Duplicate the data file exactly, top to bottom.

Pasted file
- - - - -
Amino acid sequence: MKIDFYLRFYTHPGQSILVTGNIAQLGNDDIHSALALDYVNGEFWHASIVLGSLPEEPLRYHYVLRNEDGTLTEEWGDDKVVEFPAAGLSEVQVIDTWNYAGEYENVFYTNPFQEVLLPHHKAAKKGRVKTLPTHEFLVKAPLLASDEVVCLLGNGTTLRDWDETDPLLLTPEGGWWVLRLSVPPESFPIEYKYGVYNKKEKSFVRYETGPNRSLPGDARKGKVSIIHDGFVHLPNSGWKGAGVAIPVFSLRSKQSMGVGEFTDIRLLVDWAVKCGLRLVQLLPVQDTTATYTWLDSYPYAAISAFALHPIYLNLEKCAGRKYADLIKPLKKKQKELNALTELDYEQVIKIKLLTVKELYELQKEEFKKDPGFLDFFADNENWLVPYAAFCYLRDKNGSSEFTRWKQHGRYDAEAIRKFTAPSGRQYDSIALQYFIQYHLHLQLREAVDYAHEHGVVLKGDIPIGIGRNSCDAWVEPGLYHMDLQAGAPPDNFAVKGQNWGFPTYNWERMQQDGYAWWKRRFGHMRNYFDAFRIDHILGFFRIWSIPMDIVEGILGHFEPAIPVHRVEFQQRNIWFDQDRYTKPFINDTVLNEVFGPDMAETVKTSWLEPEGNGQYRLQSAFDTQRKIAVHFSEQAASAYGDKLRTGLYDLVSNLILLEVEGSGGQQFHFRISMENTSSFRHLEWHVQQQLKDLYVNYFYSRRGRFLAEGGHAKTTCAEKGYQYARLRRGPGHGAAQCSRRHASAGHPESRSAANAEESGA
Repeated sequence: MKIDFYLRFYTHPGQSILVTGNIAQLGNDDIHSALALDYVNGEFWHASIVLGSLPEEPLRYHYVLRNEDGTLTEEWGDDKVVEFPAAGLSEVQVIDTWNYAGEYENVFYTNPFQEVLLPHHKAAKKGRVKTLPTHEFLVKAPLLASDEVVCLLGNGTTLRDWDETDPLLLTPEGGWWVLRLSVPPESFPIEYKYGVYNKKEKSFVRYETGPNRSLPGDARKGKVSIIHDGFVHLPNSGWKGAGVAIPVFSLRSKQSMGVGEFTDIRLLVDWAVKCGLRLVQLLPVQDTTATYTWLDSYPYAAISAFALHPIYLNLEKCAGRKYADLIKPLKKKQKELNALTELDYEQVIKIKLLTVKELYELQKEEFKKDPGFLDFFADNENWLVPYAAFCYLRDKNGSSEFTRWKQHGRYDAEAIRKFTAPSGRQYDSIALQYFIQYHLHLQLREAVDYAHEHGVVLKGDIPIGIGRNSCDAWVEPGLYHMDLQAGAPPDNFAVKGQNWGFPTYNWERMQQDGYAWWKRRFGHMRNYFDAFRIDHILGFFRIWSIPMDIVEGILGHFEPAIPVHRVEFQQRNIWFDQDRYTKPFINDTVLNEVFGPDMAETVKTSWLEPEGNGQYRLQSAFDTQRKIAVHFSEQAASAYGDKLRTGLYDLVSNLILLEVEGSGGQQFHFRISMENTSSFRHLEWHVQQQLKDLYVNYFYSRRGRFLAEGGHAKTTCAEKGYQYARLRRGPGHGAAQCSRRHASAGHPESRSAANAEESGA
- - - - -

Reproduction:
Amino acid sequence: MKIDFYLRFYTHPGQSILVTGNIAQLGNDDIHSALALDYVNGEFWHASIVLGSLPEEPLRYHYVLRNEDGTLTEEWGDDKVVEFPAAGLSEVQVIDTWNYAGEYENVFYTNPFQEVLLPHHKAAKKGRVKTLPTHEFLVKAPLLASDEVVCLLGNGTTLRDWDETDPLLLTPEGGWWVLRLSVPPESFPIEYKYGVYNKKEKSFVRYETGPNRSLPGDARKGKVSIIHDGFVHLPNSGWKGAGVAIPVFSLRSKQSMGVGEFTDIRLLVDWAVKCGLRLVQLLPVQDTTATYTWLDSYPYAAISAFALHPIYLNLEKCAGRKYADLIKPLKKKQKELNALTELDYEQVIKIKLLTVKELYELQKEEFKKDPGFLDFFADNENWLVPYAAFCYLRDKNGSSEFTRWKQHGRYDAEAIRKFTAPSGRQYDSIALQYFIQYHLHLQLREAVDYAHEHGVVLKGDIPIGIGRNSCDAWVEPGLYHMDLQAGAPPDNFAVKGQNWGFPTYNWERMQQDGYAWWKRRFGHMRNYFDAFRIDHILGFFRIWSIPMDIVEGILGHFEPAIPVHRVEFQQRNIWFDQDRYTKPFINDTVLNEVFGPDMAETVKTSWLEPEGNGQYRLQSAFDTQRKIAVHFSEQAASAYGDKLRTGLYDLVSNLILLEVEGSGGQQFHFRISMENTSSFRHLEWHVQQQLKDLYVNYFYSRRGRFLAEGGHAKTTCAEKGYQYARLRRGPGHGAAQCSRRHASAGHPESRSAANAEESGA
Repeated sequence: MKIDFYLRFYTHPGQSILVTGNIAQLGNDDIHSALALDYVNGEFWHASIVLGSLPEEPLRYHYVLRNEDGTLTEEWGDDKVVEFPAAGLSEVQVIDTWNYAGEYENVFYTNPFQEVLLPHHKAAKKGRVKTLPTHEFLVKAPLLASDEVVCLLGNGTTLRDWDETDPLLLTPEGGWWVLRLSVPPESFPIEYKYGVYNKKEKSFVRYETGPNRSLPGDARKGKVSIIHDGFVHLPNSGWKGAGVAIPVFSLRSKQSMGVGEFTDIRLLVDWAVKCGLRLVQLLPVQDTTATYTWLDSYPYAAISAFALHPIYLNLEKCAGRKYADLIKPLKKKQKELNALTELDYEQVIKIKLLTVKELYELQKEEFKKDPGFLDFFADNENWLVPYAAFCYLRDKNGSSEFTRWKQHGRYDAEAIRKFTAPSGRQYDSIALQYFIQYHLHLQLREAVDYAHEHGVVLKGDIPIGIGRNSCDAWVEPGLYHMDLQAGAPPDNFAVKGQNWGFPTYNWERMQQDGYAWWKRRFGHMRNYFDAFRIDHILGFFRIWSIPMDIVEGILGHFEPAIPVHRVEFQQRNIWFDQDRYTKPFINDTVLNEVFGPDMAETVKTSWLEPEGNGQYRLQSAFDTQRKIAVHFSEQAASAYGDKLRTGLYDLVSNLILLEVEGSGGQQFHFRISMENTSSFRHLEWHVQQQLKDLYVNYFYSRRGRFLAEGGHAKTTCAEKGYQYARLRRGPGHGAAQCSRRHASAGHPESRSAANAEESGA